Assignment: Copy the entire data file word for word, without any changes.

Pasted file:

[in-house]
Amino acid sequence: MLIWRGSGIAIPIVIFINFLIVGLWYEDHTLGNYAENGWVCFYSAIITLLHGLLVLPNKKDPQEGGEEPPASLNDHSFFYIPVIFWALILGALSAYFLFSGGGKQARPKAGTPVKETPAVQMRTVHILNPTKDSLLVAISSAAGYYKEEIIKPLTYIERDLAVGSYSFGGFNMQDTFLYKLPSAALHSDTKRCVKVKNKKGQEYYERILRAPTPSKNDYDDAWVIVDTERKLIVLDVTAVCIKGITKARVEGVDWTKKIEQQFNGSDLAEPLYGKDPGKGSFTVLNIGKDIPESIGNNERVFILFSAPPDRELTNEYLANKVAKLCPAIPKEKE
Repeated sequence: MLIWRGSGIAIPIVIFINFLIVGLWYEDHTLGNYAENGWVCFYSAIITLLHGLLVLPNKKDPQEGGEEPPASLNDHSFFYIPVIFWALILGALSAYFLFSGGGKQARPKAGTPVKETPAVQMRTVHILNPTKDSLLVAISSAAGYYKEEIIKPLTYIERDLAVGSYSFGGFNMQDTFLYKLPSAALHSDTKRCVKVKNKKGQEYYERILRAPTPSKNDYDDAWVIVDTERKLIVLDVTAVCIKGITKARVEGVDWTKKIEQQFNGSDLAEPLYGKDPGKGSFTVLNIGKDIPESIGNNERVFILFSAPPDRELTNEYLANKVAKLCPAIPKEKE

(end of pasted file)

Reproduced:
[in-house]
Amino acid sequence: MLIWRGSGIAIPIVIFINFLIVGLWYEDHTLGNYAENGWVCFYSAIITLLHGLLVLPNKKDPQEGGEEPPASLNDHSFFYIPVIFWALILGALSAYFLFSGGGKQARPKAGTPVKETPAVQMRTVHILNPTKDSLLVAISSAAGYYKEEIIKPLTYIERDLAVGSYSFGGFNMQDTFLYKLPSAALHSDTKRCVKVKNKKGQEYYERILRAPTPSKNDYDDAWVIVDTERKLIVLDVTAVCIKGITKARVEGVDWTKKIEQQFNGSDLAEPLYGKDPGKGSFTVLNIGKDIPESIGNNERVFILFSAPPDRELTNEYLANKVAKLCPAIPKEKE
Repeated sequence: MLIWRGSGIAIPIVIFINFLIVGLWYEDHTLGNYAENGWVCFYSAIITLLHGLLVLPNKKDPQEGGEEPPASLNDHSFFYIPVIFWALILGALSAYFLFSGGGKQARPKAGTPVKETPAVQMRTVHILNPTKDSLLVAISSAAGYYKEEIIKPLTYIERDLAVGSYSFGGFNMQDTFLYKLPSAALHSDTKRCVKVKNKKGQEYYERILRAPTPSKNDYDDAWVIVDTERKLIVLDVTAVCIKGITKARVEGVDWTKKIEQQFNGSDLAEPLYGKDPGKGSFTVLNIGKDIPESIGNNERVFILFSAPPDRELTNEYLANKVAKLCPAIPKEKE